Dear friends in Christ, grace, mercy and peace, from God our Father, and His Son, our Lord and Savior, Jesus Christ. Amen.
One of the great traditions of Christmas is the sending and receiving of Christmas cards from family and friends. People whom we haven’t heard from since last Christmas somehow track us down, even if we have moved twice since then, and they send us Christmas joy. C.S. Lewis once wrote “Let us make a pact that, if we are both alive next year; whenever we write to one another it shall not be at Christmastime. That period is becoming a sort of nightmare to me!” I disagree with Dr. Lewis, because I love this tradition. And this year, the cards found us again, carrying greetings and letters and pictures of those we love.
I have this second cousin in Minot North Dakota who, several years ago, began sending photocopies of pictures of their family. First it was one picture, then it was a full page. Wow! This year, they must have gotten a digital camera, because all of 2001 has been documented for us. They don’t even send a Christmas letter anymore; they just let the pictures tell the stories!
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What I noticed this year more than any other is how the people have changed. Some families have grown larger, with weddings, births and adoptions. But others – by virtue of divorce or death – are noticeably smaller. Some people in the pictures this year have gray hair…or less hair…or no hair. And the people look older; somehow they got old and I didn’t! But this year, I especially noticed the children who have grown up. Babies that I baptized are now getting confirmed. Kids that I confirmed are now getting married. And our niece Heidi; wasn’t it just last week that we stood at the font as her baptismal sponsors? And wasn’t it just yesterday that I stood before her and Dave, prompting their wedding vows? But it wasn’t yesterday, it was five years ago, and now it is their daughter Kareena pictured on the Christmas card.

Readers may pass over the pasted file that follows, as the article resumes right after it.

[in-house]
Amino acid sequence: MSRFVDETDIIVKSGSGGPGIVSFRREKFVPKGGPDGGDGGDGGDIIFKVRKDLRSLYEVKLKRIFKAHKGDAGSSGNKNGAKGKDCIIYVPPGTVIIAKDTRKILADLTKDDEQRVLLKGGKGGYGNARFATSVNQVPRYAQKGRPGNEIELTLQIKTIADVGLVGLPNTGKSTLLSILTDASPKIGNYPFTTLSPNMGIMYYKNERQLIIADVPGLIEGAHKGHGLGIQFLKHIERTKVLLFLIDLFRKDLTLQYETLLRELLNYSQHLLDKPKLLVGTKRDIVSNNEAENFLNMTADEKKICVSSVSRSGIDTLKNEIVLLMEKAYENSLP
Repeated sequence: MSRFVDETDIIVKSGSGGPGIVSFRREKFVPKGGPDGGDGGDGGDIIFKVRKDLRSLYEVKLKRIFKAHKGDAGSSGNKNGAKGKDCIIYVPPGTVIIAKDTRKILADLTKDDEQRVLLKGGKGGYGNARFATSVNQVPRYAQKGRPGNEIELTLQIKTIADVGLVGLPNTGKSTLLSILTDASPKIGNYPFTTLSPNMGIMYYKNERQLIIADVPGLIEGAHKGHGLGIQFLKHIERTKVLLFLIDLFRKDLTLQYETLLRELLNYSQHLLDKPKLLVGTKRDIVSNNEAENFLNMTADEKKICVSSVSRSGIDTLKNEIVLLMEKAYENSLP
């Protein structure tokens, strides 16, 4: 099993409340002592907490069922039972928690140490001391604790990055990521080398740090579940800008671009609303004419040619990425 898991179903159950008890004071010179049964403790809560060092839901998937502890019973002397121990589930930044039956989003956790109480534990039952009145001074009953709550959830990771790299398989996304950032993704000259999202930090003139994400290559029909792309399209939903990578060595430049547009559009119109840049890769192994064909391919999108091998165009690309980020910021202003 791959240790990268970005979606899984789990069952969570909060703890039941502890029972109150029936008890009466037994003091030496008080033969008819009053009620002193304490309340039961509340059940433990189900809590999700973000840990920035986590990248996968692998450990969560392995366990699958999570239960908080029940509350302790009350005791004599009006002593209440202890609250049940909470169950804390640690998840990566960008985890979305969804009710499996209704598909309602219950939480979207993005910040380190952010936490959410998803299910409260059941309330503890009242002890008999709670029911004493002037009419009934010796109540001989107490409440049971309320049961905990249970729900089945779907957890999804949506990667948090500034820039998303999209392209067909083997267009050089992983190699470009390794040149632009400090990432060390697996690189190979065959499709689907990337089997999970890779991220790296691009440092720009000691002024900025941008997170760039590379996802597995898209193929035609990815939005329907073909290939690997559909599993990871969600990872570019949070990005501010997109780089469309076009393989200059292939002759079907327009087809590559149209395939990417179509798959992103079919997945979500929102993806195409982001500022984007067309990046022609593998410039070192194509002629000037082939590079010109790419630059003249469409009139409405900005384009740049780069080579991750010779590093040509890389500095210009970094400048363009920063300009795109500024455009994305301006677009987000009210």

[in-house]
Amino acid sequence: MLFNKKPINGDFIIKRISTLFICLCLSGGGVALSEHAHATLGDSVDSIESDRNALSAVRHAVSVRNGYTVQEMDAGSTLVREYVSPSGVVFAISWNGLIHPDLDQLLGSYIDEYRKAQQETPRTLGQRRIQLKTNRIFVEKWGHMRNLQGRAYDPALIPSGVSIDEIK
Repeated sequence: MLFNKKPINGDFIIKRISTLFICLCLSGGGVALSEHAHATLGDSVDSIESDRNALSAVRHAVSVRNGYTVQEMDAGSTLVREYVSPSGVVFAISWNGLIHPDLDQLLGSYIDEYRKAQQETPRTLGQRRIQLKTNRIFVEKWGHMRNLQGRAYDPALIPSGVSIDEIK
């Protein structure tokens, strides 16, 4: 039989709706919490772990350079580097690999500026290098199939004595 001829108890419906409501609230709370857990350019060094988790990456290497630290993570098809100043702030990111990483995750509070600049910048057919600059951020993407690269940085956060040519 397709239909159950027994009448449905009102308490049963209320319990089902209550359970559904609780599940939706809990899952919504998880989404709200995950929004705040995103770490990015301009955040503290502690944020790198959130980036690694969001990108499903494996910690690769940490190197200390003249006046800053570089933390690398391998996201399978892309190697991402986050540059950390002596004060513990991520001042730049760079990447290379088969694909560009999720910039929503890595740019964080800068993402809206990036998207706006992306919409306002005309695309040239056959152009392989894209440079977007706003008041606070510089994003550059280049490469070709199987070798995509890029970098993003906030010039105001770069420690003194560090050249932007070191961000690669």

They grow up so fast, don’t they? I know it’s cliché-ish, but one day our children are toddlers, walking around the house in feetie pajamas, spilling their milk and breaking windows with Frisbees. And seemingly the next day, they’re off to college. And it all happened so fast, we don’t know where the years went.
Here’s a sidebar to you who are parents of little ones: the cliché is true. Be careful how you spend your time. Don’t spend it all at the office, or on the phone, or even in the bleachers watching their games. Share the journey with your kids. Read them books, teach their Sunday School classes, coach their soccer teams, drive them to their friends’ house. Because before you know it, they’ll be grown up too. Every parent knows it true; every parent. Even Mary and Joseph.
Six days ago, we gathered in this place to celebrate the Savior’s birth. Wasn’t the Baby Jesus precious as he slept in that manger bed? Didn’t our hearts rejoice when we sang “The cattle are lowing, the poor baby wakes, But little Lord Jesus, no crying he makes.”
But today, everything is different. We’re still celebrating Christmas; we’re still singing carols and basking in the glow of the Savior’s birth, but Mary and Joseph are fleeing Bethlehem to protect their young son. We’re still in awe of this baby king, but the principalities and powers of this world are threatened by him, and want to destroy him. And it only took six days! Allow me to explain to you how things changed so quickly for Baby Jesus, and how things have really not changed for us in 2000 years.